No Doubt play unashamedly catchy, poppy music. But what makes the Californian band fronted by Gwen Stefani unique is their pre-occupation with ska and synth-driven new wave, which means they tend to come up with something a little more interesting than your usual sugary sing-along pop track.
And on the band's first album in more than a decade they prove they've still got it. The title track is steeped in ska and includes guest appearances from Jamaican dancehall star Busy Signal and producer Major Lazer (aka Diplo), but the big slow-motion shift it takes during the chorus (pulling up just short of being dubstep), makes it the most inspired track here.
Then there's opener Settle Down, which initially has the clanging, Caribbean feel of Nicki Minaj's Pound the Alarm, before the trippy dub outro, which transports the song out over the magical six-minute mark, making for pure pop whimsy.
They took their time recording this album (their sixth), which comes after a long hiatus, during which time Stefani had two children with Bush frontman Gavin Rossdale and released two solo albums. And though there's nothing quite as catchy and classic as Just a Girl, they still do a fine turn in uplifting melodic pop rock with a difference. And if you don't mind the odd pleading Stefani ballad, then it's on a par with 1995's Tragic Kingdom and 2000's Return of Saturn.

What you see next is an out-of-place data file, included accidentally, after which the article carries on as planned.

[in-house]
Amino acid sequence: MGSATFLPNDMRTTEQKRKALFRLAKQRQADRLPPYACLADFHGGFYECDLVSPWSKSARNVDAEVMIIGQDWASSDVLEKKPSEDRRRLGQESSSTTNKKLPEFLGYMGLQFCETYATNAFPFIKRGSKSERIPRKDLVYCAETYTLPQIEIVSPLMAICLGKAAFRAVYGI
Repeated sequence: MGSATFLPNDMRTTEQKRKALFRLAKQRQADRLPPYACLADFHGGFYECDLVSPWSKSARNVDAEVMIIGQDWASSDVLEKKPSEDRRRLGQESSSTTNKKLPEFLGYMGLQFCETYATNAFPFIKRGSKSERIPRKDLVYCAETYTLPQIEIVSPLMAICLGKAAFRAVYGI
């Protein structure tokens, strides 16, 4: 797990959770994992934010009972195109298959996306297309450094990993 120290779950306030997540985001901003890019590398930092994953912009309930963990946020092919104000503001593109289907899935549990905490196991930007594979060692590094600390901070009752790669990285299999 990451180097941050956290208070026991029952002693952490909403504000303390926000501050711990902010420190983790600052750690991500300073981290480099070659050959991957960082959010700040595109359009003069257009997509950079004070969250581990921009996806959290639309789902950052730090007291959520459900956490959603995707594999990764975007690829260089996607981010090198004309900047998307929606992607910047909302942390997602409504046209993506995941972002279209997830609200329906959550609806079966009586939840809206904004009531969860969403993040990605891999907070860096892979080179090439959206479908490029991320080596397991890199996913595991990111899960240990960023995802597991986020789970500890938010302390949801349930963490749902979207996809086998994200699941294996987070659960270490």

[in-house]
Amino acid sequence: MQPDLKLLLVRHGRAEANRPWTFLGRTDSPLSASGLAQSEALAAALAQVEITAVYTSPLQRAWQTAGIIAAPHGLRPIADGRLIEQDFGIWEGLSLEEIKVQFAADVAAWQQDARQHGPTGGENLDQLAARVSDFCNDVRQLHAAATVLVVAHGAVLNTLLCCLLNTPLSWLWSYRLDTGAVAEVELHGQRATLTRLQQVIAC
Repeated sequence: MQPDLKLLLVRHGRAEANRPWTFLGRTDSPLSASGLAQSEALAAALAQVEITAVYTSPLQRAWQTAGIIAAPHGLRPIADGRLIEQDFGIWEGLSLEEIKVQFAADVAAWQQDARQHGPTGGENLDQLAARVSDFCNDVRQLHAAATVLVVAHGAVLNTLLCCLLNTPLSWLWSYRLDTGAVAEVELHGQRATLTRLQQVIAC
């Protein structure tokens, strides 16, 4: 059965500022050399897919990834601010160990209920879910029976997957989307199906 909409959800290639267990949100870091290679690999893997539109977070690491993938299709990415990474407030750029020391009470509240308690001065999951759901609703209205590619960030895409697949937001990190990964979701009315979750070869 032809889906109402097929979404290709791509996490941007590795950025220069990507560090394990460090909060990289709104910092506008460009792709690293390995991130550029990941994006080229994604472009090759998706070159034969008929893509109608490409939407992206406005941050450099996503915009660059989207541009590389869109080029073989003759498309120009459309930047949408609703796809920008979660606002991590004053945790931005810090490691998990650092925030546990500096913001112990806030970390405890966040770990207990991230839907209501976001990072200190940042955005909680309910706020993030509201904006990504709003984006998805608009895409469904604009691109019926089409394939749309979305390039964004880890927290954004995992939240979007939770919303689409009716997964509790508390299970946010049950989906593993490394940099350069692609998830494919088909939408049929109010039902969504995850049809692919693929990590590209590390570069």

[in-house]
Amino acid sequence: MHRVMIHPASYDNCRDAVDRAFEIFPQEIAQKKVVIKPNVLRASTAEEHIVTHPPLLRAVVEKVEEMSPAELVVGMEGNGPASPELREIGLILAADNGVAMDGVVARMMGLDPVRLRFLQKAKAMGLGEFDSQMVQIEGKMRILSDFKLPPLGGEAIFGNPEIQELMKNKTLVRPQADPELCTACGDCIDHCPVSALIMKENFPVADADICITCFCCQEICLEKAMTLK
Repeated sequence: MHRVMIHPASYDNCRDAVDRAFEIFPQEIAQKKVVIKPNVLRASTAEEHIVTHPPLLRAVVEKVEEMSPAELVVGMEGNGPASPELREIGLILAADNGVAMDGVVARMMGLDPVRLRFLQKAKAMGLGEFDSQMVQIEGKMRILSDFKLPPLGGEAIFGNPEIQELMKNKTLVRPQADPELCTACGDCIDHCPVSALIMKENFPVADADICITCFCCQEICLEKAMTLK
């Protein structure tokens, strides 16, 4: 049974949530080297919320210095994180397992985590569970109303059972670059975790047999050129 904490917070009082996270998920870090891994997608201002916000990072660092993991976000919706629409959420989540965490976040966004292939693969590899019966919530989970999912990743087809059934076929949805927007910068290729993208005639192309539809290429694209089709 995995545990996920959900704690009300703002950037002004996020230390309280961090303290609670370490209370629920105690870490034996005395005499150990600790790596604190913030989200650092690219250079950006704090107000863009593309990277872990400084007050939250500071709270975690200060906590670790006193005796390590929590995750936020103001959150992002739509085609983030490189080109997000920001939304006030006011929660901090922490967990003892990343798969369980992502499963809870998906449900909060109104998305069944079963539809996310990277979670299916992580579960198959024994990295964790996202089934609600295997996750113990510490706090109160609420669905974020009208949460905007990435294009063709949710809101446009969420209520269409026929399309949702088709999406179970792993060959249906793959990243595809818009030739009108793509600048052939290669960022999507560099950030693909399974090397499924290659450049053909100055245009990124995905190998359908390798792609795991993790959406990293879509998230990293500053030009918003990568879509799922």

And for the most part it is up and energetic, though Easy recalls the forlorn, teary-eyed moments of their 1996 global smash Don't Speak and the country-sounding Undone stalls things before the album skanks and rumbles back into life with the beautiful and brassy Sparkle.
One More Summer has a feel-good 80s steeliness to it, and Looking Hot is a banging, catchy oonst-driven Guetta-style anthem which, midway through morphs into an inspired reggae-ska-raggamuffin interlude, before taking off back to the dance floor. And yes, Gwen, in answer to your question, you do still look hot.
Verdict: Welcome return of pop in a raggamuffin ska-style